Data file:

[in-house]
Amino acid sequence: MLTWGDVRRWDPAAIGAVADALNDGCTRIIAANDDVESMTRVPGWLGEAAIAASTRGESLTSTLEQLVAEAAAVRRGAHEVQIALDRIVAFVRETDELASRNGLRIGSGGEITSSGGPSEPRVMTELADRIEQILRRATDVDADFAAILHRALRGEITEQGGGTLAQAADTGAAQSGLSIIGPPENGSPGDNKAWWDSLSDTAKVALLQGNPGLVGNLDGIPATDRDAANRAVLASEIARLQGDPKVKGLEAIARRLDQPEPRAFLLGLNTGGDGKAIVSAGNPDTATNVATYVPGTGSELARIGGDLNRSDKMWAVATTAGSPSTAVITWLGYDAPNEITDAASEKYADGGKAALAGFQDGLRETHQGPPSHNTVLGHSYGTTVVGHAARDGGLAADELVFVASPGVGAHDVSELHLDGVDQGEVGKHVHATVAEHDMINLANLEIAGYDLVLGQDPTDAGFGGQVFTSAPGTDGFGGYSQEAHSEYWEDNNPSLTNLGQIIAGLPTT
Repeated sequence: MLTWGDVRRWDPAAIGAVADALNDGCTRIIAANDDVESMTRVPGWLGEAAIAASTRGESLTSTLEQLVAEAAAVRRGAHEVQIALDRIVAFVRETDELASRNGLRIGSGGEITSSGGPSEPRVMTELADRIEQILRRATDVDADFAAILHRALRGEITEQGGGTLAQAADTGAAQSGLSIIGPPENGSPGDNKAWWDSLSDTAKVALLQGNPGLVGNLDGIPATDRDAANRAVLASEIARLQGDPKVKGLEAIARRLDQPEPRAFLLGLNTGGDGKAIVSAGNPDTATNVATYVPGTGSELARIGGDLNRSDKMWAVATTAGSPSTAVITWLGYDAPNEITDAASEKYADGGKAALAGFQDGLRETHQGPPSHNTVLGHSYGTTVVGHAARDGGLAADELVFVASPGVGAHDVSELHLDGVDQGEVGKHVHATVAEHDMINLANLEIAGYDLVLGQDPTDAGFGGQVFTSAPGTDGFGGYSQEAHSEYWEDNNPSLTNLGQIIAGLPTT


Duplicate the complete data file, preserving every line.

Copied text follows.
[in-house]
Amino acid sequence: MLTWGDVRRWDPAAIGAVADALNDGCTRIIAANDDVESMTRVPGWLGEAAIAASTRGESLTSTLEQLVAEAAAVRRGAHEVQIALDRIVAFVRETDELASRNGLRIGSGGEITSSGGPSEPRVMTELADRIEQILRRATDVDADFAAILHRALRGEITEQGGGTLAQAADTGAAQSGLSIIGPPENGSPGDNKAWWDSLSDTAKVALLQGNPGLVGNLDGIPATDRDAANRAVLASEIARLQGDPKVKGLEAIARRLDQPEPRAFLLGLNTGGDGKAIVSAGNPDTATNVATYVPGTGSELARIGGDLNRSDKMWAVATTAGSPSTAVITWLGYDAPNEITDAASEKYADGGKAALAGFQDGLRETHQGPPSHNTVLGHSYGTTVVGHAARDGGLAADELVFVASPGVGAHDVSELHLDGVDQGEVGKHVHATVAEHDMINLANLEIAGYDLVLGQDPTDAGFGGQVFTSAPGTDGFGGYSQEAHSEYWEDNNPSLTNLGQIIAGLPTT
Repeated sequence: MLTWGDVRRWDPAAIGAVADALNDGCTRIIAANDDVESMTRVPGWLGEAAIAASTRGESLTSTLEQLVAEAAAVRRGAHEVQIALDRIVAFVRETDELASRNGLRIGSGGEITSSGGPSEPRVMTELADRIEQILRRATDVDADFAAILHRALRGEITEQGGGTLAQAADTGAAQSGLSIIGPPENGSPGDNKAWWDSLSDTAKVALLQGNPGLVGNLDGIPATDRDAANRAVLASEIARLQGDPKVKGLEAIARRLDQPEPRAFLLGLNTGGDGKAIVSAGNPDTATNVATYVPGTGSELARIGGDLNRSDKMWAVATTAGSPSTAVITWLGYDAPNEITDAASEKYADGGKAALAGFQDGLRETHQGPPSHNTVLGHSYGTTVVGHAARDGGLAADELVFVASPGVGAHDVSELHLDGVDQGEVGKHVHATVAEHDMINLANLEIAGYDLVLGQDPTDAGFGGQVFTSAPGTDGFGGYSQEAHSEYWEDNNPSLTNLGQIIAGLPTT